Last night the full moon was next to a brilliant Mars. I tried to take a picture of it.  I' m not sure if there was a bit of a haze, or if there's something going on with my lens, because I got a lot of flare off of the moon.  I'd been hoping to get a good Mars and Moon shot to contrast the Venus and Moon shot I took a fortnight ago. 

A hummingbird has just visited our gladiolas while I was writing this morning.  I'd been waiting a while, and I'm going to hazard a guess that until the sun's been shining on them for about a half-hour, the flowers don't generate enough interest for the darting birds.  

We're in between heat advisories.  Today is supposed to be the coolest day since last Saturday, and a new advisory starts Sunday (on the overmorrow).   I'm very thankful for the air conditioner in our bedroom.  

Wednesday, July 25, 2018

More Sunflower Photos

The sunflowers continue to be a source of photographic inspiration.  My photo album looks like something  Vincent van Gogh would paint.

On the writing front, I had a nice session Tuesday where I cleaned up some sections and wrote about 700 new words.  

Monday, July 23, 2018

Morning Divination

This morning one of the sunflowers in the yard had turned its tawny face toward the rising sun.  I saw a bee at the twelve o'clock place on the flower and, as I drew nearer, noticed a fly--black and green with iridescence--at the six o'clock position.   As I tried to puzzle out the meaning of this, the fly flew away and the bee began a clockwise circuit of the flower, toiling away from tiny interior bloom to the next--one for each potential seed spiraled around the sunflower's face.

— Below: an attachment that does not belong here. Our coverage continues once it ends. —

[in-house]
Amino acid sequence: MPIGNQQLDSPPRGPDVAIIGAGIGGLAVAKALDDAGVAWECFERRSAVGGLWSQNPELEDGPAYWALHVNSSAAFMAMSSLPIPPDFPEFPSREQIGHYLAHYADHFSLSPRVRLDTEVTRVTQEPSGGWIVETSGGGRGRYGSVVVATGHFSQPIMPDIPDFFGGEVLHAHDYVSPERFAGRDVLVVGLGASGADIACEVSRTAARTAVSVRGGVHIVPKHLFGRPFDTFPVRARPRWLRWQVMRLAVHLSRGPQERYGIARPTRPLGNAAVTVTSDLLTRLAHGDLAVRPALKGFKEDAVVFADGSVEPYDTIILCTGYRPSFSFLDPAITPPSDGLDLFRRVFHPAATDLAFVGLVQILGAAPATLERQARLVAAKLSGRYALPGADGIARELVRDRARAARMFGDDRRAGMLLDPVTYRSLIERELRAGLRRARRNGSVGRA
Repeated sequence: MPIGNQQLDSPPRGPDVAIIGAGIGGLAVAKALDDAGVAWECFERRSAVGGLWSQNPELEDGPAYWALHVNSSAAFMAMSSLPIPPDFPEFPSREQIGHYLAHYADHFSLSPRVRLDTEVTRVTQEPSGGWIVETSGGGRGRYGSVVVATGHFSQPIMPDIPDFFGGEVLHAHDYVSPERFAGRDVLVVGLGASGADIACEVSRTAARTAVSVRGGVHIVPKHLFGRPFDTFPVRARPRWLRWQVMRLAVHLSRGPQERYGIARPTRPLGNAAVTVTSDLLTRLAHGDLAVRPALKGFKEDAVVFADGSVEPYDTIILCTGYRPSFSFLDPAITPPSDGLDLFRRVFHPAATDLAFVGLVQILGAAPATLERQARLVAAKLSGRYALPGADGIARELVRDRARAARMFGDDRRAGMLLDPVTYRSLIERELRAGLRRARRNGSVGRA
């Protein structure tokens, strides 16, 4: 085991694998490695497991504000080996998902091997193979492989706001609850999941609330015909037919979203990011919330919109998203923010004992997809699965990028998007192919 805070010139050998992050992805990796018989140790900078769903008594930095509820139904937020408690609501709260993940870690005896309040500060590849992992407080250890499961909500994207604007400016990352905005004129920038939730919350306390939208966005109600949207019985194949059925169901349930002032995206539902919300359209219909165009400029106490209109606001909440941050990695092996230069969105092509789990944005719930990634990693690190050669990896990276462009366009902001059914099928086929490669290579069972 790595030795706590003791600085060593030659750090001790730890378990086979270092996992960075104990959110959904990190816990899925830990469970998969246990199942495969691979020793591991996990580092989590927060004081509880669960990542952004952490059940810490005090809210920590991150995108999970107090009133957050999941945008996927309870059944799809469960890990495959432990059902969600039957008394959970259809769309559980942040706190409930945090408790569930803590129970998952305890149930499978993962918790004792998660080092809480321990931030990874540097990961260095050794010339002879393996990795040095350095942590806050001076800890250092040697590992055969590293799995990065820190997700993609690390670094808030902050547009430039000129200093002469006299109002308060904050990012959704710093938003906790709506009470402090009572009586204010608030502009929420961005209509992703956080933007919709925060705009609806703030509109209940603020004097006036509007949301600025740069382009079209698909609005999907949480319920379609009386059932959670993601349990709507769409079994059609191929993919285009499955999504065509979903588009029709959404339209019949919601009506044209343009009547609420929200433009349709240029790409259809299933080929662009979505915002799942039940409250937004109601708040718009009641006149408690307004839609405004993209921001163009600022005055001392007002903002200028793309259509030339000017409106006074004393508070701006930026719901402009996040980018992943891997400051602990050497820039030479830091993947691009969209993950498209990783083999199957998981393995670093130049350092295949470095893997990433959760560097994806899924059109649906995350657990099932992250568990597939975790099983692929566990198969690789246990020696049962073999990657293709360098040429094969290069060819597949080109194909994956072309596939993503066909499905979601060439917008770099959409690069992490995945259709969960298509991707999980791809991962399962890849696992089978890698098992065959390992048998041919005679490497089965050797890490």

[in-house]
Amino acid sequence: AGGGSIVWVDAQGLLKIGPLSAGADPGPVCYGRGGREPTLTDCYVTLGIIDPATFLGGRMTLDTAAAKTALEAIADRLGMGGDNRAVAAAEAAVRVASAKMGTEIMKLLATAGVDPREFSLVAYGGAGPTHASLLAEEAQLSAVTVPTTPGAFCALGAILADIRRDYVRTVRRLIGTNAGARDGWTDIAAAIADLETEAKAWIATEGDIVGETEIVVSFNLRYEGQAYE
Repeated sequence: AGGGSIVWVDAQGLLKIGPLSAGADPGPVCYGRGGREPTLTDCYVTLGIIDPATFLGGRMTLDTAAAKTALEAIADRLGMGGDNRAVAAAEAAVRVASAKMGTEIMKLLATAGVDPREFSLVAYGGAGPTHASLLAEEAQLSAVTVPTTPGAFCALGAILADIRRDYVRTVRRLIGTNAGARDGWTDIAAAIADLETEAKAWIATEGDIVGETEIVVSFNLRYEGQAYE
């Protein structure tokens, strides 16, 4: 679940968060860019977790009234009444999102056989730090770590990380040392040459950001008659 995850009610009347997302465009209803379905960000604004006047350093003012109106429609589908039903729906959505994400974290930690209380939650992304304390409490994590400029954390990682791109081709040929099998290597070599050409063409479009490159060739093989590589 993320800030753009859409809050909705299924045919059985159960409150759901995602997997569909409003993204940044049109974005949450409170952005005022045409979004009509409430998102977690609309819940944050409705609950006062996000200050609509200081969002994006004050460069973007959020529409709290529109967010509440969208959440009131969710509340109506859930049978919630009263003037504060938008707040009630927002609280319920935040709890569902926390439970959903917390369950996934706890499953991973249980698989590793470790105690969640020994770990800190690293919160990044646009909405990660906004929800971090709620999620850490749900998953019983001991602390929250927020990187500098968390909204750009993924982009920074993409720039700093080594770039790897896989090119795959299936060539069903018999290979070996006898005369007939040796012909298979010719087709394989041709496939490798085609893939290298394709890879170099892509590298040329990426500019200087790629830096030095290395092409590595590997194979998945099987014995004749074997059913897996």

Is the bee some kind of summer grain genius, or industry?  Is the fly winter or envy's avatar? 

Then a hummingbird visited the gladiolas, and I had to intervene before Smokey could position himself for a pounce.

Now it's the three of bees combing their way along the spiral of miniature flowers.  Smokey has retired to his favorite cushioned yard chair in the shade, and Cicero and Spencer have crept into the yard -- which calls for cat treats all around.

Sunday, July 22, 2018

Pause Before the Heat Advisory

We're about to have another heat wave in the valley.  It's not my cup of tea, and it increases the chances of forest fires in the area, too.  Apparently, our weather is currently "patchy smoke," probably from a local field catching fire over the weekend; starting Monday afternoon there's a heat advisory out for about 36 hours.